In such a construction the damper 37 may be opened in a desired amount within an angle of 90 degrees so as to allow a desired amount (although in a certain range) of the hot combustion gases flowing in the heating chamber 15e to enter a heat-exchanging chamber 26e without passing through the partition wall 25e, but directly from the by-pass inlet 36, while the other portion of the combustion gases enters the chamber 26e through the partition 25e, heating the partition 25e. Therefore, in this construction, the amount of heat radiated from the partition 25e into the heating chamber 15e is controlled by opening the damper 37 at a desired angle. The adjustment of the amount of radiant heat from the partition 25e is made according to the rate of successive supply of materials (to be heat-treated) into the furnace and/or variation of the temperature in the heating chamber 15e, so that the materials are heated to desired temperatures. Where the opening angle of the damper 37 is to be adjusted according to variations of the temperature in the heating chamber, it is a desired practice to set the monitor switch 40 in advance so that a desired functional relationship is established between the temperature detected by the temperature detector 39 and the operation of the motor 38 to open or close the damper 37. With the monitor switch 40 thus set, the opening angle of the damper 37 is automatically adjusted according to the temperature in the chamber 15e.
In the second embodiment of heating mechanism of FIG. 3, sections exactly or substantially identical to those of the first embodiment of FIGS. 1 and 2 are designated by the same numerals as of those of the first one and the letter e attached thereto.
The inventor herein has made experiments, by using furnaces of FIGS. 4 and 5, in order to display one of the major advantages of the invention that the hot combustion gases in the heating chamber are not lowered in temperature for all practical purposes by such a means as recuperator located in the heating furnace. The furnaces of FIGS. 4 and 5 are exactly the same except that the furnace of FIG. 5 is provided with a water passage 61 which is a counterpart of the recuperator 27 of FIGS. 1 and 2. Each experimental furnace 50 of FIGS. 4 and 5 comprises a furnace body 51 and rear section 52 connected to each other by means of projecting edges 53 formed on both body 51 and section 52. The furnace body 51 is provided with a burner 54 at one end thereof and with an air-permeable partition 55 at its other end. A flue 56 is connected to and opened into the rear section 52. The rear section 52 includes an opening 57 blocked up by a lid means 58 in the first experimental furnace of FIG. 4, although by a lid means 60 having the foregoing water passage 61 in the second experimental furnace of FIG. 5. The water passage 61 includes an inlet 62 connected to a cooling-water supply source (not shown) and an outlet 63 connected to a discharge pipe (not shown).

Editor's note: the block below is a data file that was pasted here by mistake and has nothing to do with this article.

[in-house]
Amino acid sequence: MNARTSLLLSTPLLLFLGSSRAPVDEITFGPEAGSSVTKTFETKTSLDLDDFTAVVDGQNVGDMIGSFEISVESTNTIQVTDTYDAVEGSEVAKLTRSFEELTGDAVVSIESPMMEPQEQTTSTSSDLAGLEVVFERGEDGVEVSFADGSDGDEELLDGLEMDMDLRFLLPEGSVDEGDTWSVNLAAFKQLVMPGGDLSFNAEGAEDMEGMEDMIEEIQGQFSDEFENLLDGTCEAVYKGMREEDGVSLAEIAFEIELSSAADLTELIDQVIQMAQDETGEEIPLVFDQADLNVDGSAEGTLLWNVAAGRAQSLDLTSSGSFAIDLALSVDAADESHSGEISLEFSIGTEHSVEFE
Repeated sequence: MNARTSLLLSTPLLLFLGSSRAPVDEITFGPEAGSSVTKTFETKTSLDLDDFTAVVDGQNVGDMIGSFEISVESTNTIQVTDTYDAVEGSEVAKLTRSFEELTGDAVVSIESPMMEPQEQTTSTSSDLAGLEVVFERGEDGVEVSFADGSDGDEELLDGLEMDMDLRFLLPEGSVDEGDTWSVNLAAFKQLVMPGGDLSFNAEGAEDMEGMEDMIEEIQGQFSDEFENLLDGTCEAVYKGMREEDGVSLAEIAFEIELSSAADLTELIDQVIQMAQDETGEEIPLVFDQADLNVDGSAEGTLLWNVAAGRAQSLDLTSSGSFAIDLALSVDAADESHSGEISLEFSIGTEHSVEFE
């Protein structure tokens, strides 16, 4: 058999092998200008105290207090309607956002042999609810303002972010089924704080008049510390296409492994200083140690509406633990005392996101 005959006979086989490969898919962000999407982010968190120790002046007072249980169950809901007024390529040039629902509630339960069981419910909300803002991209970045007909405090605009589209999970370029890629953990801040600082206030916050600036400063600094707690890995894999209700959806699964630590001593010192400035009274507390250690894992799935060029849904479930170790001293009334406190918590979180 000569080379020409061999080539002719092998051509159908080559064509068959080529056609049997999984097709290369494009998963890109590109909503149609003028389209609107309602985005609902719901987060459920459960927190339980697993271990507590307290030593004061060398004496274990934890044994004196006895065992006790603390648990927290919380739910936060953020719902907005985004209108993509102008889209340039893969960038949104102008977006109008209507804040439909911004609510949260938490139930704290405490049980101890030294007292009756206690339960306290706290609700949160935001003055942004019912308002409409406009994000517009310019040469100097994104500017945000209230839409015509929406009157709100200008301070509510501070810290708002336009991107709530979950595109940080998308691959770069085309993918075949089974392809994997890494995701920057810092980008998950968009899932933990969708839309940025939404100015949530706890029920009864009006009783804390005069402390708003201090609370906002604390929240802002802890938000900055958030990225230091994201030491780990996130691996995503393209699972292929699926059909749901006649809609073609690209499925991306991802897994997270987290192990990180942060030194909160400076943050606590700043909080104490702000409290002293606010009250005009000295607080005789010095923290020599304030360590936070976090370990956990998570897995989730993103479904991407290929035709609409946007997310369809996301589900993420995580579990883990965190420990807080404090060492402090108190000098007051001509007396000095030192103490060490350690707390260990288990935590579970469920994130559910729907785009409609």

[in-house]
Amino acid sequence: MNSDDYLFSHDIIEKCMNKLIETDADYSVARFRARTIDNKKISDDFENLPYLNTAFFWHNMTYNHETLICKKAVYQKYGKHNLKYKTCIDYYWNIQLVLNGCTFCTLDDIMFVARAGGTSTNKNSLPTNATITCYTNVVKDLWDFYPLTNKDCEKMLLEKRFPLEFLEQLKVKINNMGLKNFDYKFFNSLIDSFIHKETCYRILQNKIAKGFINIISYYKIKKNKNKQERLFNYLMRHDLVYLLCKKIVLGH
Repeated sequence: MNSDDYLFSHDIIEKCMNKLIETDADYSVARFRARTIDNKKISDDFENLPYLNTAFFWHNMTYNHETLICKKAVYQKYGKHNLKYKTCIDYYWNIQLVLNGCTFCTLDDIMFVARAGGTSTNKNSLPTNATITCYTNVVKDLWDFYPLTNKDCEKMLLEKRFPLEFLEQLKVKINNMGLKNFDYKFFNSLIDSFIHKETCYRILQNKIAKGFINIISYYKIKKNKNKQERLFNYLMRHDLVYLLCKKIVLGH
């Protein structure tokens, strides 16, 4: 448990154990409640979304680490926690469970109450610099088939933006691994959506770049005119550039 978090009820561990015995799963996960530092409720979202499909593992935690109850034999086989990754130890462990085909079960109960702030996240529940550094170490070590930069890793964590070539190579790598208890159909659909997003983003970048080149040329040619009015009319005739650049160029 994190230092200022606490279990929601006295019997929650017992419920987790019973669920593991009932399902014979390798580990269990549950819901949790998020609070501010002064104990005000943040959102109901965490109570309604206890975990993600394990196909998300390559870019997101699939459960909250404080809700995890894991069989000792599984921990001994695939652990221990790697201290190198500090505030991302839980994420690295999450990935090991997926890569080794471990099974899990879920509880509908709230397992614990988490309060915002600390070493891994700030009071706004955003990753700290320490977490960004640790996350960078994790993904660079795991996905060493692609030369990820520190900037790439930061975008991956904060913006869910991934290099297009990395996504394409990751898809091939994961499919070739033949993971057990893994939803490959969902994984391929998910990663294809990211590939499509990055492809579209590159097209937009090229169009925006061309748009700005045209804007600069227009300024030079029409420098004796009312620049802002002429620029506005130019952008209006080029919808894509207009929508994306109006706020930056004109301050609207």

The furnace 50 is of such an inner dimension that the inside diameter D is 600 mm., the distance L1 from the inner surface of the front or burner-mounted wall to the front surface of the air-permeable partition 55 is 1,000 mm., and the distance L2 from the front surface of the partition 55 to the inner surface of the rear wall is 400 mm. The partition wall 55 is constructed of seven circular stainless-steel wire nets (of 0.6 mm. in wire diameter and of 16 meshes) connected to one another in layers to a thickness of approximately 9 mm.